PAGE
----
As we all know the great stories of our childhood stay with us.
For us who grew up Eicher this meant Richard Scarry. The two huge books that we had as kids are still with us - and still give delight - both to the new gen of Eichers as well as to the balding (ok bald) one.
Just look at the details that the man was able to fit in. Amazing. Every picture tells a tale - multiple tales - and you just keep having to come back for more and more.
What we have is two very faded books - which have been bound multiple times but are still falling apart - but which are called upon to be read repeatedly. The other set of living antiques that we read regularly are our Ladybird books. I was recently reading one on space to Enoch and saw a diagramme of the Saturn V rocket shown next to the St. Paul cathedral in London and a caption that said 'the Americans are planning to build a rocket..." I looked at the date of the book - 1964. Written before the moon rocket was made. But the quality of kids lit to have cutting edge science / technology available for young minds...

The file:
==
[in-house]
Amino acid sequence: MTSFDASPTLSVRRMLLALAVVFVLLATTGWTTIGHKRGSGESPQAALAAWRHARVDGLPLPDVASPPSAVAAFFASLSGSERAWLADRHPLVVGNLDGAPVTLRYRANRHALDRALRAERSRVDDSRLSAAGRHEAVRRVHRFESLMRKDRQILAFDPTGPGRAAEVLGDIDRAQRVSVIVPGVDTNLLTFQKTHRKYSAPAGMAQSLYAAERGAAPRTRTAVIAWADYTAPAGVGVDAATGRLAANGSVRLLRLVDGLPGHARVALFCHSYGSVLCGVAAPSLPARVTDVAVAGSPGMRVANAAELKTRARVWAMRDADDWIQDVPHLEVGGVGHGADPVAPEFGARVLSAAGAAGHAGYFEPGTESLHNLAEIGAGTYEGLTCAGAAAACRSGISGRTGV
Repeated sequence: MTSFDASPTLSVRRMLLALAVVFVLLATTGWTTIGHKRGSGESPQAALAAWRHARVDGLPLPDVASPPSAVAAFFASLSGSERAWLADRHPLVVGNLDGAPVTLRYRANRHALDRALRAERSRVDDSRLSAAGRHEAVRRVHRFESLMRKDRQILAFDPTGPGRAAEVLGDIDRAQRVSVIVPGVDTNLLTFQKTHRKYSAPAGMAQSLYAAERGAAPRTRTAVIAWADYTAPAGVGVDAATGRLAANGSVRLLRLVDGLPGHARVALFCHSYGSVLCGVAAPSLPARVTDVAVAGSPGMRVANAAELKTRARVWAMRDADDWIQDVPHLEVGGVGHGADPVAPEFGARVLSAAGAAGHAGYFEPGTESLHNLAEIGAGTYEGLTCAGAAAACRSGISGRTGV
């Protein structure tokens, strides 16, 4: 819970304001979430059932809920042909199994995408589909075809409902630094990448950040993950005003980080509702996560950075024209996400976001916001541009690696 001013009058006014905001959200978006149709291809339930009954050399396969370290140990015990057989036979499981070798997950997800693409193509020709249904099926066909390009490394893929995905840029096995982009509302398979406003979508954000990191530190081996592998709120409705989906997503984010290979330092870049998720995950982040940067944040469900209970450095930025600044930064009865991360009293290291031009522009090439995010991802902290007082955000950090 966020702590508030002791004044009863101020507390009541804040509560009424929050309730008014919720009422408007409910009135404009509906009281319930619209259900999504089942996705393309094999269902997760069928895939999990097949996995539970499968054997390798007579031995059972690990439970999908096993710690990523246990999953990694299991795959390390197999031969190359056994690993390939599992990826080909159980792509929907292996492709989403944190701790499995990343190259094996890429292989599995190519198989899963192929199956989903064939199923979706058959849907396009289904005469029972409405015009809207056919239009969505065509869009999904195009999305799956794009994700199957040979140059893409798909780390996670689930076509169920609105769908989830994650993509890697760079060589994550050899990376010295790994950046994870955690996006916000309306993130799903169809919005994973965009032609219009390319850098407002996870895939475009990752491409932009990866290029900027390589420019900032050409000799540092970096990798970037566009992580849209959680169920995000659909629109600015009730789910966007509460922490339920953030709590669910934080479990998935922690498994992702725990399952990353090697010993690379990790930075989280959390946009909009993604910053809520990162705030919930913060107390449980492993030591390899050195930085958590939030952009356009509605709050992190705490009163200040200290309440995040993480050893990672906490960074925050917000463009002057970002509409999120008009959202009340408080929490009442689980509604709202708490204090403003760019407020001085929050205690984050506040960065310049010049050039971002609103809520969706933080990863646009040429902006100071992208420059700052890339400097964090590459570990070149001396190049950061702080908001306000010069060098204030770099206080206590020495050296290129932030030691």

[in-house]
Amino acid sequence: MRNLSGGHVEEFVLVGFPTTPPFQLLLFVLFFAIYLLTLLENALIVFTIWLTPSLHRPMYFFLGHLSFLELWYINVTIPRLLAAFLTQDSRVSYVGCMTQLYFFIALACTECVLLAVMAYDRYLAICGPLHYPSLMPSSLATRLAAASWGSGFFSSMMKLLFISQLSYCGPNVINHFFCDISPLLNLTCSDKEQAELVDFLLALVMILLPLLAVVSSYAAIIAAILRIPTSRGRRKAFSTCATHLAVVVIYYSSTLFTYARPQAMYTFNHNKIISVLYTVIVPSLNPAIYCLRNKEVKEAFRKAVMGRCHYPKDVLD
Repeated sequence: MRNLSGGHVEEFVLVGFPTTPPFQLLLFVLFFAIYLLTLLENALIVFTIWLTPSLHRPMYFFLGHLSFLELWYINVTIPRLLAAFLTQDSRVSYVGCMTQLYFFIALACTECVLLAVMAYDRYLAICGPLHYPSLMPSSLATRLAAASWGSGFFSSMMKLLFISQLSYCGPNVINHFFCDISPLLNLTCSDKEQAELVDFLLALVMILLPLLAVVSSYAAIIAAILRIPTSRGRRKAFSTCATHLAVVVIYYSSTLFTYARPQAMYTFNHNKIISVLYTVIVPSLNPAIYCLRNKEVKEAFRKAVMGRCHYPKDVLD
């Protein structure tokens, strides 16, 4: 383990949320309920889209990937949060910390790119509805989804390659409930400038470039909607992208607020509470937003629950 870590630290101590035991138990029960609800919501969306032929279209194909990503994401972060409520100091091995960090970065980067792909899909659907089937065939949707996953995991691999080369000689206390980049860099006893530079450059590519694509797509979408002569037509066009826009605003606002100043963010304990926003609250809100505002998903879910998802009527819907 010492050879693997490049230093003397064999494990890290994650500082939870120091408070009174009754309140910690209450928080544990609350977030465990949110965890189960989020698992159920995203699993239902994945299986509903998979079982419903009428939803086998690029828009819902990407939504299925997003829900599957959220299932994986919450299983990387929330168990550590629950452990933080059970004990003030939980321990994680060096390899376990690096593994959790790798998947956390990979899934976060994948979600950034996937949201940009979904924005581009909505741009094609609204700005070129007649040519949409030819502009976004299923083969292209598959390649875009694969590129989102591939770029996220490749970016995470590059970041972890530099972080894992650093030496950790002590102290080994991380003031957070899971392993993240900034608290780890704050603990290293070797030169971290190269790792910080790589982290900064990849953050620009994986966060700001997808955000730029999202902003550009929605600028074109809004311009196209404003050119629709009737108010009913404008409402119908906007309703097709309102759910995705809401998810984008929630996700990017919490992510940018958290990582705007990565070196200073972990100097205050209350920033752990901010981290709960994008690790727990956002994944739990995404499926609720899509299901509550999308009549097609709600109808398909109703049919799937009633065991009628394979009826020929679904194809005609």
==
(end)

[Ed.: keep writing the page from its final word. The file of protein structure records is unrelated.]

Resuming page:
Back to Richard Scarry. One of the things that I love about him is that there is always something going slightly wrong - and yet folks (or more precisely the friendly beasts that inhabit his world) are carrying on cheerfully. There is a basic order in that world and though things go amok for a while, at the end all the kids are asleep in bed and Policeman Louie is driving outside making sure everything is safe (though the odd robber mouse still seems to be lurking about).
The other thing about the Richard Scarry books are how he manages to illustrate basic socio-economic transactions in such an engaging way. The panel on the left shows farmers producing, then selling to the market (this is clearly an abridged version). The farmer then has enough surplus to purchase a new vehicle, plus gifts for his family. The next pages then show how the grocer resells it, and how profits from it and then buys from others in town etc. keeping the whole value chain going.
And this is only one of the stories. There are treatments of forestry, law enforcement, mining, electricity generation, travel by ship, train and airplane, hospitalisation etc. All with the same zany cast of animals. Amazing.
We know of at least two small Eichers who would be happy to host any extra Richard Scarry books that are lurking around your cupboards and could do with a postage trip to India.